Welcome to the Duke Institute for Genome Sciences & Policy!
As the human genome project has unfurled over the past almost twenty years, what the field of genomics brought us - now conveyed more broadly by the term "genome sciences" - has been an emphasis on global, comprehensive approaches to life. This global view encompasses a number of perspectives, beginning at the micro level of the genome sequence and moving up to include the transcriptome, the proteome, the metabolome and other 'omes', as well as cells, tissues, whole organisms and even entire populations.
Founded in 2003, the IGSP represents Duke's response to the dizzying array of developments that have emerged in the genome sciences. Thus, the IGSP's mission involves not only cutting-edge genome science, technology and their applications, but also the deliberate and thoughtful study of the impact of that science and technology on virtually every facet of human activity. It is for that reason that the IGSP promises to bring together - under one metaphorical roof - scientists, engineers, physicians, lawyers, policymakers, business leaders, economists, ethicists, humanists, and students all across the Duke campus and beyond."So many universities acknowledge a desire to build interdisciplinary scholarship; Duke is one that actually walks the walk."
This assembly of scholars and professionals from multiple disciplines is not exceptional at Duke. On the contrary, to a remarkable degree, that approach is the norm here. In fact, it is one of primary reasons why I chose to come to Duke to direct the Institute. Over the years, I have served in many capacities on a number of different campuses, but never have I been in a place where the artificial borders separating departments, programs, centers and schools are so transparent. So many universities acknowledge a desire to build interdisciplinary scholarship; Duke is one that actually walks the walk. For us, whose mission is to explore the scientific, ethical, legal, social and policy ramifications of the genome sciences, such unfettered access to our colleagues on campus - anywhere on campus - is both a blessing and a necessity.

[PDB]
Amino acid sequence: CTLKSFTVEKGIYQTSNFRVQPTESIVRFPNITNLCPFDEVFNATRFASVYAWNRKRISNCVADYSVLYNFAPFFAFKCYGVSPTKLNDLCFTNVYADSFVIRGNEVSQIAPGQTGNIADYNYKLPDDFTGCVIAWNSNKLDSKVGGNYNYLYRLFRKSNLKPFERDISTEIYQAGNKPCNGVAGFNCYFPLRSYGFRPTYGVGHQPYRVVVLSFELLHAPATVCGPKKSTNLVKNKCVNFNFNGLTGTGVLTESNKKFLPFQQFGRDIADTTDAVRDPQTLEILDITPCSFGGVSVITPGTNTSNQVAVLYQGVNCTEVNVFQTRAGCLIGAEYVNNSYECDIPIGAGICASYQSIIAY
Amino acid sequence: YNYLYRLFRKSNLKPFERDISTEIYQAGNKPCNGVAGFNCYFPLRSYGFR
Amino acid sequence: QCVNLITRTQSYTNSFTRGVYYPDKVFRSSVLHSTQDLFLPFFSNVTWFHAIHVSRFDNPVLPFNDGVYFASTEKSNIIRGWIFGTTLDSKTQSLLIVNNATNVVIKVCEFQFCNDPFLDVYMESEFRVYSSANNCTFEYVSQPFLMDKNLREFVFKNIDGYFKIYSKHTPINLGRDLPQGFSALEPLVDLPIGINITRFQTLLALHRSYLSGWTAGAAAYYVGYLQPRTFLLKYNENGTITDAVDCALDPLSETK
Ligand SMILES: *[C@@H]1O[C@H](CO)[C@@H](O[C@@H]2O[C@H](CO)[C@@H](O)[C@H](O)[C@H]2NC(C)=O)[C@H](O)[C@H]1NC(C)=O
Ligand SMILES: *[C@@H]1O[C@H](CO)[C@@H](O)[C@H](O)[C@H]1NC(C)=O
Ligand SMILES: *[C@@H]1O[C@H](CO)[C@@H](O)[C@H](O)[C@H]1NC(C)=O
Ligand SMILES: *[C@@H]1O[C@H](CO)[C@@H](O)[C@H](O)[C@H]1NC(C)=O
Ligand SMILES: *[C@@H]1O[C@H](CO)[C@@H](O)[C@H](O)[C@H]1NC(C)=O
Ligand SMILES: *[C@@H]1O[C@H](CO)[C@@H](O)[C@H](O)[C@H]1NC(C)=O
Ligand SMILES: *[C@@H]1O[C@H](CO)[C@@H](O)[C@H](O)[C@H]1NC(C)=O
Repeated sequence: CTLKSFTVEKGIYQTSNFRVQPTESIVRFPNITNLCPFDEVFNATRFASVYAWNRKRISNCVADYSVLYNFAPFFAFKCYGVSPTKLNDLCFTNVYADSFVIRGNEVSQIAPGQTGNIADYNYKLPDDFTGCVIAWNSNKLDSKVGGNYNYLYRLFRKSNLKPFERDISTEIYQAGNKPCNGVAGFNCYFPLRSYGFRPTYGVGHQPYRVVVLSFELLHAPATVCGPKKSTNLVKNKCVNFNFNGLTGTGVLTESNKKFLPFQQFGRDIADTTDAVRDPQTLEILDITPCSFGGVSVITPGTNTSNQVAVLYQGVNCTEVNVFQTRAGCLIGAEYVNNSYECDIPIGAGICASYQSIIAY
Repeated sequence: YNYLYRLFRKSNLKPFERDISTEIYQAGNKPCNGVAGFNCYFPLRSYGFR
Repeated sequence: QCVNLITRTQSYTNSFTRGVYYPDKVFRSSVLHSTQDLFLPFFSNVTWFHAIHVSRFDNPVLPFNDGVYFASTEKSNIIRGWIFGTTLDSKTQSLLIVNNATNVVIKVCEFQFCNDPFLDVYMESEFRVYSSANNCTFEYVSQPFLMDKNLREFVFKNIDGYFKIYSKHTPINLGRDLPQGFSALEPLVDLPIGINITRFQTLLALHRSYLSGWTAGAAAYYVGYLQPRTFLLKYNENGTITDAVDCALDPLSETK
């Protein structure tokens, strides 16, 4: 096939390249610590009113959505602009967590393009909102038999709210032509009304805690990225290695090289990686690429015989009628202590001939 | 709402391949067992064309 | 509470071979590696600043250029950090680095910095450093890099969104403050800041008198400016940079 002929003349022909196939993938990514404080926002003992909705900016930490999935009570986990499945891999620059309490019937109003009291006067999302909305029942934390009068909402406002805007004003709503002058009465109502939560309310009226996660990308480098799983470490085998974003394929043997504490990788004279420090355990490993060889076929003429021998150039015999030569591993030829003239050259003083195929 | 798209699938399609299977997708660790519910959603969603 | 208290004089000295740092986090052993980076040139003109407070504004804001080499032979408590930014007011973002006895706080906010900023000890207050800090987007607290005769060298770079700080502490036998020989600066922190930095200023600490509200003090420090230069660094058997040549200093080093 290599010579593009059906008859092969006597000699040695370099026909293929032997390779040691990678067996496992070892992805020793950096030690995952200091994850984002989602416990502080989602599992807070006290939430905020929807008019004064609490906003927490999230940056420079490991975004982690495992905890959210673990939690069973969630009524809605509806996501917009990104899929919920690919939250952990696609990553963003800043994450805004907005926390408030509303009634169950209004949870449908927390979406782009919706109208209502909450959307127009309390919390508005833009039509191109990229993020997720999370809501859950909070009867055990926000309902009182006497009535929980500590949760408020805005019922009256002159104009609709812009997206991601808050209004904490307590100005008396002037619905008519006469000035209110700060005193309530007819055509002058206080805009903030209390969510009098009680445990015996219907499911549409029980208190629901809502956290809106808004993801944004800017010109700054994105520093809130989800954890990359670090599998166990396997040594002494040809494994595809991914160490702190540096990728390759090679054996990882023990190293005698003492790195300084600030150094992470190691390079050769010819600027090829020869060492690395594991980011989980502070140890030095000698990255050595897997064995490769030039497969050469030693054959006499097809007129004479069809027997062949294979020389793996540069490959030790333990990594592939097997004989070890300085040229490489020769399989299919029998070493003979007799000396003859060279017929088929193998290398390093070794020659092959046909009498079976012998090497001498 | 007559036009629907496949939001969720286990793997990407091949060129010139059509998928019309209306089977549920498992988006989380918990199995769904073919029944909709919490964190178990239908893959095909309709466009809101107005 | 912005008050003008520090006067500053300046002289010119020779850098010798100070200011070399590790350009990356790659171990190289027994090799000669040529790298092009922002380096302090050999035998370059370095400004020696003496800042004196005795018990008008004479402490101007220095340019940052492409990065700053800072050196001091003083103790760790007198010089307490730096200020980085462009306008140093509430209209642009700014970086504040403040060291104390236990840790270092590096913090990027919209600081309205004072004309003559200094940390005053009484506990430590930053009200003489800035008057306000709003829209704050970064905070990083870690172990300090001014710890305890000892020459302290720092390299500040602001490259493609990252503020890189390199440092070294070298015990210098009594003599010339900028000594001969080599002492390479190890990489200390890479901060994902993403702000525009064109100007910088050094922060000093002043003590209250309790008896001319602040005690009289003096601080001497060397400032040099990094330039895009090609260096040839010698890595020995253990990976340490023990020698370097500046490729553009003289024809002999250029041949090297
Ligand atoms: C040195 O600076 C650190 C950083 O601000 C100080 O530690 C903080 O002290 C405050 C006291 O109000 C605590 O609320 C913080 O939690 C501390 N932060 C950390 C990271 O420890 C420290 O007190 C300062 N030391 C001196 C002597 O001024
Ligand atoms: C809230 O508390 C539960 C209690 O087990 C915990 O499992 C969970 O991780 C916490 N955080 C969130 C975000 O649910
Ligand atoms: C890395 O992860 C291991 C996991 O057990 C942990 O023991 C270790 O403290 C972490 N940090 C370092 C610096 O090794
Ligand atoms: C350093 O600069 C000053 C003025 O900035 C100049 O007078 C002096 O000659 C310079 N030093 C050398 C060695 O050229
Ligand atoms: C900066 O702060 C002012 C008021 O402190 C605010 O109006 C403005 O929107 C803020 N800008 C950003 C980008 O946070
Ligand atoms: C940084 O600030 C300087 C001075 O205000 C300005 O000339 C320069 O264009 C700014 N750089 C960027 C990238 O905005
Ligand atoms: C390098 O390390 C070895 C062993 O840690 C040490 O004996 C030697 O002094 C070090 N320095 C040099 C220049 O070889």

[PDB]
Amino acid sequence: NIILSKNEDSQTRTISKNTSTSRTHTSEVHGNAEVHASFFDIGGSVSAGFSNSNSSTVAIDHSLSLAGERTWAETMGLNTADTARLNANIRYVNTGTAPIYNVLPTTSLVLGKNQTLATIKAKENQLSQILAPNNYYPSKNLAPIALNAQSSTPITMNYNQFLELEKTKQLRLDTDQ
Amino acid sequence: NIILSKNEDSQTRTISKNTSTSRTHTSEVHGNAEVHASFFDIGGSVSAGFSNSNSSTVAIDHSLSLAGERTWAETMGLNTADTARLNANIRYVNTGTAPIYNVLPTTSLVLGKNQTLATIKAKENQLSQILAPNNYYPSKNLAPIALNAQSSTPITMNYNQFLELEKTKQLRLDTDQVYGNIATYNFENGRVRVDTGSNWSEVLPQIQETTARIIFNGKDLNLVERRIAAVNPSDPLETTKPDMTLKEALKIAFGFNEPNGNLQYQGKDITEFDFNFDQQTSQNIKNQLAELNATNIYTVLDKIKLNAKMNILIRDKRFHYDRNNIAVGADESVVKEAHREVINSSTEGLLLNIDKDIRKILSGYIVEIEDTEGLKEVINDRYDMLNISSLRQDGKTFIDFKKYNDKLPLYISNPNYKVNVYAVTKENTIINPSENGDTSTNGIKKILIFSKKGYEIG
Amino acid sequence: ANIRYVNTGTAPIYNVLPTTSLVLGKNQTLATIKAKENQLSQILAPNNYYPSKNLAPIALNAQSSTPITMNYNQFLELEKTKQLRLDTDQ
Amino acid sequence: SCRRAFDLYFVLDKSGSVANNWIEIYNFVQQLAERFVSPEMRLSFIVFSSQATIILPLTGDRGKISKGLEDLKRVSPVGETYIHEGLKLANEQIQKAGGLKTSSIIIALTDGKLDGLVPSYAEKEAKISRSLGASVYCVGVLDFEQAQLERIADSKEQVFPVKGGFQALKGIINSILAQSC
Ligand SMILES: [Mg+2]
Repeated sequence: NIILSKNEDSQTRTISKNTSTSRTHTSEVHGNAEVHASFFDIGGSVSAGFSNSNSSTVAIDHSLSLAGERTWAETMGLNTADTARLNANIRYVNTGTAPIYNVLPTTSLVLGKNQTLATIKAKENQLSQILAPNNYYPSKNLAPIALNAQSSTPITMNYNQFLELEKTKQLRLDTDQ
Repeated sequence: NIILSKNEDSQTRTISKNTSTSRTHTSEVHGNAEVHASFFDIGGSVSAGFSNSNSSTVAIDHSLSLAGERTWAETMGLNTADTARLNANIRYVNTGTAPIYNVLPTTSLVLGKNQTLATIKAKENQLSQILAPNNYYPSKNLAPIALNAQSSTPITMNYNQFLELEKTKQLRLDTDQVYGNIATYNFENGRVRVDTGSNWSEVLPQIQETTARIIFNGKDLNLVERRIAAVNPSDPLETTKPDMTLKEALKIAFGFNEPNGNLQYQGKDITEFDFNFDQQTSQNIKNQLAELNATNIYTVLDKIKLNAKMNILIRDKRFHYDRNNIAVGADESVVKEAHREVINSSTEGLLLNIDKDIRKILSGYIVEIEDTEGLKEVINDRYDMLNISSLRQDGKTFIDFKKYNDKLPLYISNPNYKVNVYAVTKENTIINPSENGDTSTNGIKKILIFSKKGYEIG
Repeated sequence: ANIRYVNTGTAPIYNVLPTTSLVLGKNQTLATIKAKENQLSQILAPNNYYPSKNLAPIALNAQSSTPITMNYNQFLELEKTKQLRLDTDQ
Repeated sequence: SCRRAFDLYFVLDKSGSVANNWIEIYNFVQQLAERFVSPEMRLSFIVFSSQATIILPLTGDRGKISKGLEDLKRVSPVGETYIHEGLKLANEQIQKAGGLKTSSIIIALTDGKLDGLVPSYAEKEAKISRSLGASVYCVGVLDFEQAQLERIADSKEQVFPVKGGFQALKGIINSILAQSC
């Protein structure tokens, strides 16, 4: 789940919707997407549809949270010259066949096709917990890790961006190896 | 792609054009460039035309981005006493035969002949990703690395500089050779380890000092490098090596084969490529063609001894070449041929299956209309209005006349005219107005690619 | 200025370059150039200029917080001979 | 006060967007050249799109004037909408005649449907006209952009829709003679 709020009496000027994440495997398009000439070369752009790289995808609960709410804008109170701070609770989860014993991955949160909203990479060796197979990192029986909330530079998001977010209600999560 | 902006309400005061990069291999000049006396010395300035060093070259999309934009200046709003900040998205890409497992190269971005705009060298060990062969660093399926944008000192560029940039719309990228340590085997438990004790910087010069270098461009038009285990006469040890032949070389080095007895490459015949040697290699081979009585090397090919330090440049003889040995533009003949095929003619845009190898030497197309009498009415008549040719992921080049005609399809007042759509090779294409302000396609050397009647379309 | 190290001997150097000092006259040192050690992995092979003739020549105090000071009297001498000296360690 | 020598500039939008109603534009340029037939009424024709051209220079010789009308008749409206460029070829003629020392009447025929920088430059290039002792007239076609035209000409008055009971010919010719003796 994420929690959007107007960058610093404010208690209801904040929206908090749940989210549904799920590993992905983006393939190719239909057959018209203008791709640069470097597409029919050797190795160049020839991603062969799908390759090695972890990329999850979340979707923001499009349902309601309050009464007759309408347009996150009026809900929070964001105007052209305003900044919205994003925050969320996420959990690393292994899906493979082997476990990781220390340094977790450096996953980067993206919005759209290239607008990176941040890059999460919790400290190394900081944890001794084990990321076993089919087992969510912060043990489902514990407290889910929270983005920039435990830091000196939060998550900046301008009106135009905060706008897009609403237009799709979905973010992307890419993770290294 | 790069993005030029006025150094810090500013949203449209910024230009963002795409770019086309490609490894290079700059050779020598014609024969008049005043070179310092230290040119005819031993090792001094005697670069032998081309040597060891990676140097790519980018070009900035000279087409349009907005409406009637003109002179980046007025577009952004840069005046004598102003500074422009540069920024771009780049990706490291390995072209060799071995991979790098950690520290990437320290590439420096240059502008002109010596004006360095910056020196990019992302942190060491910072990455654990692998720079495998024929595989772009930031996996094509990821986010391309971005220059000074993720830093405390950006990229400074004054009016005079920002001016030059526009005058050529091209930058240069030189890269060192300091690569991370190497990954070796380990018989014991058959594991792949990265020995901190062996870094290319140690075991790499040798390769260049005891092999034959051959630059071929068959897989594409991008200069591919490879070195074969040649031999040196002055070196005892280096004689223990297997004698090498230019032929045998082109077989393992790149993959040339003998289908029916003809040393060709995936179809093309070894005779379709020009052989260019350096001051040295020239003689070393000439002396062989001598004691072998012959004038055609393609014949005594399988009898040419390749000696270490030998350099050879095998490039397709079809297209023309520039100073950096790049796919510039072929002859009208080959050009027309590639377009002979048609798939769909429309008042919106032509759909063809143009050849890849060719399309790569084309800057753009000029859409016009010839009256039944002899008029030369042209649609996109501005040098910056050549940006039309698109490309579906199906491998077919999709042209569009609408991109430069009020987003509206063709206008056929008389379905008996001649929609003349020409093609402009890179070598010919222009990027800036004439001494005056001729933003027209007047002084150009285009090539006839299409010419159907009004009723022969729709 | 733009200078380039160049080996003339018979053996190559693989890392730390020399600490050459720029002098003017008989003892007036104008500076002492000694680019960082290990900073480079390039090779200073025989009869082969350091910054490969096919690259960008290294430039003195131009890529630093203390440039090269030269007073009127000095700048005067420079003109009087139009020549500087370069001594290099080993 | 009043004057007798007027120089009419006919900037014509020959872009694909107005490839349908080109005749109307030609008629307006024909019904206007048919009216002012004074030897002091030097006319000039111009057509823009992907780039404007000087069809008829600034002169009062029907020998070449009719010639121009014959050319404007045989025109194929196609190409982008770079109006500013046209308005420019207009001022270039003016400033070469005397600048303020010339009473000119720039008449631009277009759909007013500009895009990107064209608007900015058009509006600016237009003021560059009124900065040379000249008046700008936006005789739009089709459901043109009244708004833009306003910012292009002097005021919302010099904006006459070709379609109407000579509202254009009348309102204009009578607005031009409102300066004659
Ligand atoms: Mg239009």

My other motivation as director is a translational one. The human genome is no longer an abstraction; anyone with a computer and an Internet connection is at liberty to peruse our 3.2 billion bases. The question is: So now what? Integral to the IGSP's charge is consideration of the many answers to that question. We believe that the genome, particularly when viewed in its environmental context, represents a tremendous opportunity to improve the lot of humanity, especially by using genomic information to individualize health care. Of course, without addressing the policy and community aspects of personalized medicine, it will never become a reality. That is why I believe it is the "P" in IGSP that helps distinguish us from others in the field and will allow us to make a substantive impact. Without it, we cannot expect to employ the power of the genome to change the ways in which we view ourselves and the manner in which health care is administered in this country.
It is this approach - comprehensive, multidisciplinary and respectful of the human challenges that lie before us - that the IGSP embraces in its ongoing effort to bring the genome to life.
We invite you to join us.
Huntington F. Willard, PhD